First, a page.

IAEA Board of Governors Meeting
June 3-7, 2013
Safeguards Implementation Report for 2012
The United States welcomes the Secretariat’s findings and conclusions in this year’s Safeguards Implementation Report . As usual, this year’s SIR reports on a number of important issues. We are making separate statements on some of these under other agenda items.
Let me begin by highlighting a number of positive developments from the past year that are reported in the SIR. First, we are pleased to see the continued increase in the number of safeguards agreements in force that give the Agency the necessary legal tools it needs to draw conclusions about the absence of undeclared nuclear materials and activities. The number of NPT States without a Comprehensive Safeguards Agreement in force continues to shrink, and we encourage the remaining states to bring a Comprehensive Safeguards Agreement into force without delay.
Second, we applaud the five Member States that brought an Additional Protocol into force in 2012 and the one State that amended its operative Small Quantities Protocol. Moreover, it is positive that the Agency has concluded that all nuclear material remained in peaceful activity in sixty States. We call upon States who have not yet done so to bring an AP into force or modify their Small Quantities Protocol.
Third, we are encouraged by discussions on the development of safeguards approaches for new facilities and the Agency’s contributions to developing tools and guides to facilitate the use of “safeguards by design” principles to incorporate necessary features into facility designs early in the design process. Both the IAEA and the operator will benefit from facility designs that will facilitate safeguards implementation.
Finally, we are pleased to see the continued progress in the technological capabilities of the Agency. These include information system improvements at Headquarters through migration to the new Safeguards Information System, continued deployment of new technologies in the field such as the Next Generation Surveillance System, and several other developments. We are also satisfied with the major improvement of the average sample time analysis through the Network of Analytical Laboratories, as well as the on-schedule and on-budget progress of the Nuclear Material Laboratory at Seibersdorf.
There are several areas where we would like to suggest further improvements. We have commented in the past on the desirability of having more state-specific reporting, and we continue to encourage further development in that direction. In addition, we remain concerned about the continued lack of reporting on the performance of the Agency’s safeguards system in meeting its safeguards objectives. Member States need to fully understand the connection between safeguards activities, the intensity of those activities, and how the Agency achieves its safeguards objectives and draws its conclusions.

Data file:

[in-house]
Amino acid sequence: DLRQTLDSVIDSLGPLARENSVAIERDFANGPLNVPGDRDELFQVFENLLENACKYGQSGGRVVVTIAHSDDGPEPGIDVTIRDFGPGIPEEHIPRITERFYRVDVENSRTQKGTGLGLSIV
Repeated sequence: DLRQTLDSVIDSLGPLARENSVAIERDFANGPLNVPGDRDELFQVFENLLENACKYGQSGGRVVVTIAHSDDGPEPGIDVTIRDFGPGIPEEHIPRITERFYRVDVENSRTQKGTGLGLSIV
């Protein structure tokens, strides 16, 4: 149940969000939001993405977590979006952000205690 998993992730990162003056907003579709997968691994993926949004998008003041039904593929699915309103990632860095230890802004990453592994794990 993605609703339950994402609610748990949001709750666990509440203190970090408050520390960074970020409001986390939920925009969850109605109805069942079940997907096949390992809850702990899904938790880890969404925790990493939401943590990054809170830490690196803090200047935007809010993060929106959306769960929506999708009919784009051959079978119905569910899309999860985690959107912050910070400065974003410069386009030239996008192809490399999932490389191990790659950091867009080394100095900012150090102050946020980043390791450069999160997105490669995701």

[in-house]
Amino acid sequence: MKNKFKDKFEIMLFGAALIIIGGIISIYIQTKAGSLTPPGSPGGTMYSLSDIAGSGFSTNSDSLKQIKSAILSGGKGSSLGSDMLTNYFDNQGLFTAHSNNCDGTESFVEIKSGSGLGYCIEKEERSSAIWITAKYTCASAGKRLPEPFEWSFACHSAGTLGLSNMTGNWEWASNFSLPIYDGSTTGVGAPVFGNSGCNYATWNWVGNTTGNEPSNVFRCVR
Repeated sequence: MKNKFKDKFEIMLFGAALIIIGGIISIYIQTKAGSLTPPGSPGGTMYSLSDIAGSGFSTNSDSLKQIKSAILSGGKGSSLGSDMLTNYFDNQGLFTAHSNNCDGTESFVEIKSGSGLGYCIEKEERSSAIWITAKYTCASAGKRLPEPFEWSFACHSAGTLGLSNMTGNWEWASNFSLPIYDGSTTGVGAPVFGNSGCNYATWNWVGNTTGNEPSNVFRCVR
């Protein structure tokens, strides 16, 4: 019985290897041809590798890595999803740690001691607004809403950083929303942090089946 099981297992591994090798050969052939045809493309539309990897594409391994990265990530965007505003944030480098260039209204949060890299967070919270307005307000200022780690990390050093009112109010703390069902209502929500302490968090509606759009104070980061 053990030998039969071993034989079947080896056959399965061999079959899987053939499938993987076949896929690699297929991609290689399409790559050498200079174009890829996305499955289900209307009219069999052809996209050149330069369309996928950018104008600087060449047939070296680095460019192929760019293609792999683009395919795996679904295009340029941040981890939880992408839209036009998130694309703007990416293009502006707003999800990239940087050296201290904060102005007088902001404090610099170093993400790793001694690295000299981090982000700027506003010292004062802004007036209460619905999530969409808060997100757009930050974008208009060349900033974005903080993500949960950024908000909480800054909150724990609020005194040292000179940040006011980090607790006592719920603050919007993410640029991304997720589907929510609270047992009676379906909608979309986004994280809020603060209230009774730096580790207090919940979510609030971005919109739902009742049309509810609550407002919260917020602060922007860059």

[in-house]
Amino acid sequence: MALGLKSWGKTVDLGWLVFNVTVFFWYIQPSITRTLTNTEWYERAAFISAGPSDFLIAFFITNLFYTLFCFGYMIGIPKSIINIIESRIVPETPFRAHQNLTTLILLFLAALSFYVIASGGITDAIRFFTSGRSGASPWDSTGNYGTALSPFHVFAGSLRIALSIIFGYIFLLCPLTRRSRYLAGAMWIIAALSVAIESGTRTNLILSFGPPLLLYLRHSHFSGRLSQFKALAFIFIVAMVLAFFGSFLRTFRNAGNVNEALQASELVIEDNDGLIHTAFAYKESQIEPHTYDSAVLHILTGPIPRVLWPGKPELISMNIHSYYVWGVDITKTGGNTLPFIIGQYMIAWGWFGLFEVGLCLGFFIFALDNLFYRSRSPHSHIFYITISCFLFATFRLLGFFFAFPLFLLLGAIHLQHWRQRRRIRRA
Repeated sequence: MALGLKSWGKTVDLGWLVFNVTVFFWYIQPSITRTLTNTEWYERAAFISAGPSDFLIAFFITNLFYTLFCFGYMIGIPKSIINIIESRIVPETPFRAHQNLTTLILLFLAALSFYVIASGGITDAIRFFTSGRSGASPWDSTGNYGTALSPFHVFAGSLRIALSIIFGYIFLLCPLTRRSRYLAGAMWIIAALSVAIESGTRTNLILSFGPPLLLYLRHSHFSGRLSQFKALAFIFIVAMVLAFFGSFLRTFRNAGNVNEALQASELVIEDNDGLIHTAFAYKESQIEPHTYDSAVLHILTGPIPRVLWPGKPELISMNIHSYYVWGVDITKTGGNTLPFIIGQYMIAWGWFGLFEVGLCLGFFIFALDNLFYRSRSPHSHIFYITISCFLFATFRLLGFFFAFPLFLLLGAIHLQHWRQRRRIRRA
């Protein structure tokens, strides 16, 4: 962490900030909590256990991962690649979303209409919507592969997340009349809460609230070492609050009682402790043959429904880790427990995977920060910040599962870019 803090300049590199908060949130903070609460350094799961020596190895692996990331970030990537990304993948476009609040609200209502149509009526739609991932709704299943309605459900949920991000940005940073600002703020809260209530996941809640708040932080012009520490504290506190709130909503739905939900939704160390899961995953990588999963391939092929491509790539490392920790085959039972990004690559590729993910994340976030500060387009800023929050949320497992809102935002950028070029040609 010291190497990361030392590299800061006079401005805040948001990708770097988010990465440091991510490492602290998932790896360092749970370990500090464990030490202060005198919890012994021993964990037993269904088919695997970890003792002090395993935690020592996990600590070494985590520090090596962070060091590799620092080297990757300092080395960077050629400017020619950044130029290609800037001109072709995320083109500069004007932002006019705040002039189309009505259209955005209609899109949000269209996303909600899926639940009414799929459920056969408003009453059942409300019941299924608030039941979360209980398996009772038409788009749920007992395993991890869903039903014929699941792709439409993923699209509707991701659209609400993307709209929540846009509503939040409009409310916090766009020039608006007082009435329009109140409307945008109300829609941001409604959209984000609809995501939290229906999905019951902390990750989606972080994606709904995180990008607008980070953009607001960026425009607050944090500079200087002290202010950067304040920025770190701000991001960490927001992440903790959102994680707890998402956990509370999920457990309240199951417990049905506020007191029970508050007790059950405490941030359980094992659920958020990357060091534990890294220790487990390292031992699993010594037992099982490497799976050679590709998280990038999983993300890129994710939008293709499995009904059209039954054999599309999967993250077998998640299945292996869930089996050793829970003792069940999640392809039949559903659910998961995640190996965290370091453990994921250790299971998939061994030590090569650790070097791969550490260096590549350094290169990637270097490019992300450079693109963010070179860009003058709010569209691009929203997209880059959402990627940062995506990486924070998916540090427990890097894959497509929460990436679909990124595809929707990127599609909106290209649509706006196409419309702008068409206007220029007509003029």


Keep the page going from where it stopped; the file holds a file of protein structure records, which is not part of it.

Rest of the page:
While the report is rich in data, these data tend to focus on activities undertaken rather than on the extent to which safeguards objectives are achieved. We understand that the evolution of safeguards implementation toward the greater use of tailored state-level approaches makes it more challenging to evaluate and report systematically on the achievement of safeguards goals. Safeguards implementation is now more varied, and a rigid checklist approach to safeguards assessment is no longer appropriate, but this only increases the need to evaluate on performance. The core objectives of safeguards remain the same for all states with comprehensive safeguards, and should provide the basis for systematic reporting on safeguards performance, which the Board needs in order to understand how effective Agency safeguards are. We recognize that this is a complex ongoing task, and encourage the Secretariat to seek the advice of the Standing Advisory Group on Safeguards Implementation (SAGSI) and assistance from Member State Support Programs.
We are also deeply concerned with the sharp drop in the number of complementary access visits performed by the Agency over the last two years. We understand that as part of the evolution of safeguards, the Agency is shifting more safeguards activities to headquarters, and consequently some decrease is to be expected. But we stress that complementary access visits are an essential tool not only for drawing broader conclusions, but also for reassessing and maintaining those conclusions over time. Complementary access visits are a normal and important safeguards activity, not a sign that something is wrong. We urge the Secretariat to make full use of this tool as part of routine safeguards.
We greatly appreciate the assistance that the IAEA has provided with regard to development of a verification agreement for the Plutonium Management and Disposition Agreement between the United States and Russia. The United States remains committed to the PMDA and working with Russia and the IAEA to develop the associated verification regime.
And, finally Mr. Chairman,
Nuclear power continues to grow worldwide, with a corresponding increase in the Agency’s workload. We commend the Secretariat for its continued effort to improve the efficiency and effectiveness of safeguards implementation through the state-level concept and look forward to the promised report describing the Agency’s efforts to develop state-level approaches and their implementation. The safeguards system needs to be transparent and understandable to Member States. We therefore expect that the information provided in the SIR will evolve along with the evolution of safeguards implementation in order to keep the Member States fully informed.
We are pleased to take note of the SIR and agree with the Secretariat’s request to release of the Safeguards Statement and the Background to the Safeguards Statement and Summary.
Thank you, Mr. Chairman.